Barrett considers herself an originalist. She is a constitutional scholar with expertise in statutory interpretation.[10] Reuters described Barrett as a “a favorite among religious conservatives,” and said that she has supported expansive gun rights and voted in favor of one of the Trump administration’s anti-immigration policies.[57]

Barrett was one of Justice Antonin Scalia‘s law clerks. She has spoken and written of her admiration of his close attention to the text of statutes. She has also praised his adherence to originalism.[58]

In 2013, Barrett wrote a Texas Law Review article on the doctrine of stare decisis wherein she listed seven cases that should be considered “superprecedents”—cases that the court would never consider overturning. The list included Brown v. Board of Education but specifically excluded Roe v. Wade. In explaining why it was not included, Barrett referenced scholarship agreeing that in order to qualify as “superprecedent” a decision must enjoy widespread support from not only jurists but politicians and the public at large to the extent of becoming immune to reversal or challenge. She argued the people must trust the validity of a ruling to such an extent the matter has been taken “off of the court’s agenda,” with lower courts no longer taking challenges to them seriously. Barrett pointed to Planned Parenthood v. Casey as specific evidence Roe had not yet attained this status.[59] The article did not include any pro-Second Amendment or pro-LGBT cases as “Super-Precedent”.[30][31] When asked during her confirmation hearings why she did not include any pro-LGBT cases as “superprecedent”, Barrett explained that the list contained in the article was collected from other scholars and not a product of her own independent analysis on the subject.[32][33]

Barrett has never ruled directly on a case pertaining to abortion rights, but she did vote to rehear a successful challenge to Indiana’s parental notification law in 2019. In 2018, Barrett voted against striking down another Indiana law requiring burial or cremation of fetal remains. In both cases, Barrett voted with the minority. The Supreme Court later reinstated the fetal remains law and in July 2020 it ordered a rehearing in the parental notification case.[57] At a 2013 event reflecting on the 40th anniversary of Roe v. Wade, she described the decision—in Notre Dame Magazine‘s paraphrase—as “creating through judicial fiat a framework of abortion on demand.”[60][61] She also remarked that it was “very unlikely” the court would overturn the core of Roe v. Wade: “The fundamental element, that the woman has a right to choose abortion, will probably stand. The controversy right now is about funding. It’s a question of whether abortions will be publicly or privately funded.”[62][63] NPR said that those statements were made before the election of Donald Trump and the changing composition of the Supreme Court to the right subsequent to his election, which could make Barrett’s vote pivotal in overturning Roe v. Wade.[64]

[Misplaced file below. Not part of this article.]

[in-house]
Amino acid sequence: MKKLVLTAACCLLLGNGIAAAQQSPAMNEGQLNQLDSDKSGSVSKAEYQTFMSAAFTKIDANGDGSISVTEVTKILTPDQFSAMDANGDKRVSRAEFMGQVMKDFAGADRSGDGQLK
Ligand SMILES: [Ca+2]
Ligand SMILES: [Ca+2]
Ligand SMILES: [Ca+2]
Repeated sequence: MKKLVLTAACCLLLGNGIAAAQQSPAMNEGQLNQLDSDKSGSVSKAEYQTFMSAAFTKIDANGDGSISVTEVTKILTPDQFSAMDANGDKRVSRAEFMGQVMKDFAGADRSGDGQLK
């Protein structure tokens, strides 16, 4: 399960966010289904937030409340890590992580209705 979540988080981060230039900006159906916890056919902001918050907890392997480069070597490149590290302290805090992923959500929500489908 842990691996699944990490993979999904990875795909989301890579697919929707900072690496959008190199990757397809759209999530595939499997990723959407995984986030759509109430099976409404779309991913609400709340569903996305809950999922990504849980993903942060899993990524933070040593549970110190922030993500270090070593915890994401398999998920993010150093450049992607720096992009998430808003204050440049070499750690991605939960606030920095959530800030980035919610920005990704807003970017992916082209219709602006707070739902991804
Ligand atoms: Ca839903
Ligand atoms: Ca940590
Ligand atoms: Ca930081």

Barrett was critical of Chief Justice John Roberts’opinion in the 5–4 decision that upheld the constitutionality of the central provision in the Affordable Care Act (Obamacare) in NFIB vs. Sebelius. Roberts’s opinion defended the constitutionality of the individual mandate of the Affordable Care Act by characterizing it as a “tax.” Barrett disapproved of this approach, saying Roberts pushed the ACA “beyond it’s plausible limit to save it.”[64][65][66][67] She criticized the Obama administration for providing employees of religious institutions the option of obtaining birth controlwithout having the religious institutions pay for it.[65]

Potential Supreme Court nomination

Barrett has been on President Trump’s list of potential Supreme Court nominees since 2017, almost immediately after her court of appeals confirmation. In July 2018, after Anthony Kennedy‘s retirement announcement, she was reportedly one of three finalists Trump considered, along with Judge Raymond Kethledge and Judge Brett Kavanaugh.[16][68] Trump chose Kavanaugh.[69]Reportedly, although Trump liked Barrett, he was concerned about her lack of experience on the bench.[70] In the Republican Party, Barrett was favored by social conservatives.[70]

After Kavanaugh’s selection, Barrett was viewed as a possible Trump nominee for a future Supreme Court vacancy.[71] Trump was reportedly “saving” Ruth Bader Ginsburg‘s seat for Barrett if Ginsburg retired or died during his presidency.[72] Ginsburg died on September 18, 2020, and Barrett has been widely mentioned as the front-runner to succeed her.[73][74][75][76]

Personal life

Judge Barrett with her husband, Jesse

Since 1999, Barrett has been married to fellow Notre Dame Law graduate Jesse M. Barrett, a partner at SouthBank Legal in South BendIndiana. Previously, Jesse Barrett worked as an Assistant U.S. Attorneyfor the Northern District of Indiana for 13 years.[77][78][79] They live in South Bend and have seven children, ranging in age from 8-19.[80] Two of the Barrett children are adopted from Haiti. Their youngest biological child has special needs.[79][2][81]Barrett is a practicing Catholic.[82][83]